by Michael Bolan (see below)
(Loosehead prop for the Moscow Dragons RFC
Why do we say "the Rugby Season"? I mean, season is defined as a period characterized by a particular type of weather. And do we only play when it's sunny? In Russia, one 'season' captures extremes of weather never before seen in temperate zones.Our 'season' starts at the end of the summer: clear bright days and long balmy evenings, the leaves still green on the trees, everyone relaxed after a summer's leisure.
Saturday afternoon resembles South African rugby heaven, the sun shining down on hard packed turf, a team resplendent in new strip, the thought of a few cold pints after the match proving often more attractive than the match itself ...
And of course, there is the rugby. The open passing play, the supporting and the straight running at speed. (Props are excused from this duty, due to the potential shock to supporters.) There is a certain perverse joy at being alive, especially after a Moscow Friday night (our bars don't close).
If you are easily depressed, you'd maybe better give up now, and go home. It's all downhill from here ...
Because the rain sets in. Personally I'm no stranger to this, having grown up in Ireland, a country where there is more water in the air than the rivers. These are the perfect conditions for dramatic rugby, a thrill for all the spectators. This is the cause of the old European game of 8 or 9 man rugby, (depending on how much you trust the scrum half).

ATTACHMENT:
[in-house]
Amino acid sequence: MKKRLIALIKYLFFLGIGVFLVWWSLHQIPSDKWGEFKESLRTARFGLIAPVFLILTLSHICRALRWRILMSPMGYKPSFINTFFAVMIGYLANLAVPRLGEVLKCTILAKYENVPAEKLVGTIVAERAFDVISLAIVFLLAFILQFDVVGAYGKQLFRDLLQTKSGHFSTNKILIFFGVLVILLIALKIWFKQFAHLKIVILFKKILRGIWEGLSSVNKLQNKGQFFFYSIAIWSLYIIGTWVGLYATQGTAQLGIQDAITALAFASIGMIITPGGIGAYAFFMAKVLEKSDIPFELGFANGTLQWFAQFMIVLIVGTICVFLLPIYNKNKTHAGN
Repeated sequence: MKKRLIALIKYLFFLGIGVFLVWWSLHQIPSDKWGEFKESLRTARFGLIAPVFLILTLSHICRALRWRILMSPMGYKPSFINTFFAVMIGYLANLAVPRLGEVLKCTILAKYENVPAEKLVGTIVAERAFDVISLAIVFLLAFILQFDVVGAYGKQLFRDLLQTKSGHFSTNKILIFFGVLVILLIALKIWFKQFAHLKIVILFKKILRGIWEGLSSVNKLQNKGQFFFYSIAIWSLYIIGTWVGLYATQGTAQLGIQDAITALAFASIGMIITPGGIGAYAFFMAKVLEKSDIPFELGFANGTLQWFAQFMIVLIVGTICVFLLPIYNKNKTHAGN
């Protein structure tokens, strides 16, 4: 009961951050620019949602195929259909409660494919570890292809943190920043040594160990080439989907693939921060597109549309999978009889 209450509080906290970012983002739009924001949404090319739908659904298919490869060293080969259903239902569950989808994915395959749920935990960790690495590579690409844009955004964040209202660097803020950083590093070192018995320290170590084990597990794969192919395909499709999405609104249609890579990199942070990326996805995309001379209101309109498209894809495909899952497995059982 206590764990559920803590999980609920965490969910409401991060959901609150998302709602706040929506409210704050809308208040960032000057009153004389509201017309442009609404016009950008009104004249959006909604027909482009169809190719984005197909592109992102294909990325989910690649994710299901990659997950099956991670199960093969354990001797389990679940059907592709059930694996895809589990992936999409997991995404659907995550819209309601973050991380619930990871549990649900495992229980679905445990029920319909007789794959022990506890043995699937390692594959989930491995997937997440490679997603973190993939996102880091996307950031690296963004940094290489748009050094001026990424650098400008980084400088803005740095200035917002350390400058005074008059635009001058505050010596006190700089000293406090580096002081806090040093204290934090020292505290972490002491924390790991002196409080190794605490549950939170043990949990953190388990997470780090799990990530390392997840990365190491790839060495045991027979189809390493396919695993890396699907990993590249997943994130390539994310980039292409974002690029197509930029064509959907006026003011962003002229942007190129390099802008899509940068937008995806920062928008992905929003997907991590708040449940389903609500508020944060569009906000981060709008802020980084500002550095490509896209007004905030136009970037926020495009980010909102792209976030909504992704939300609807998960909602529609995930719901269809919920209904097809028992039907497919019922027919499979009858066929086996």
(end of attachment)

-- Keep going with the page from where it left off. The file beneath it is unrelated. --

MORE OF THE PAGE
Short passes, (dropped), ruck, maul, scrum, slog up the pitch, to have it kicked into your own 22. The confusion which arises when you try and work out whether you or the opposition is playing in brown. Wet weather rugby is a game where everybody runs at the same speed as the props - proving that props are the more consistent players.
And, of course, this leads to that particularly Russian phenomenon of snow rugby. (The bulk of our 'season' is played on snow.)
The Arctic conditions force the team to wear enough horse liniment for the Kentucky Derby, the Melbourne Cup and the Grand National put together, and the patented Moscow blend of socks, socks, plastic bags and then more socks! Do not mock! Apparel is a life-or-death decision in -24C (-12F)! We repeatedly lose wingers to frostnip, frostbite, snowsqualls, yetis, etc., but that's ok, because they never get the ball anyway.
The only benefit is the ready availability of ice-packs, and the ease of chilling the vodka.
There was a famous physio in Northern Ireland called Bobby MacGregor, who once remarked that the "Magic Sponge" was dipped in a 50-50 mixture of Holy Water and Poteen. Chilled vodka has pretty much the same effect! (and it's cheaper).
When the weather turns, however, and the sun shines down on 6" of hard-packed snow, that's when the child in us all comes out. Knowing that if a ball goes to ground 20 feet away, it's a couple of quick steps and then a long slide, (often accompanied by the famous Celtic war-cry "Wheeeeeee"), before gathering the ball lovingly into your arms to the adulation of an inspired crowd. (I have even been penalised for enjoying myself too much on the pitch under such circumstances!)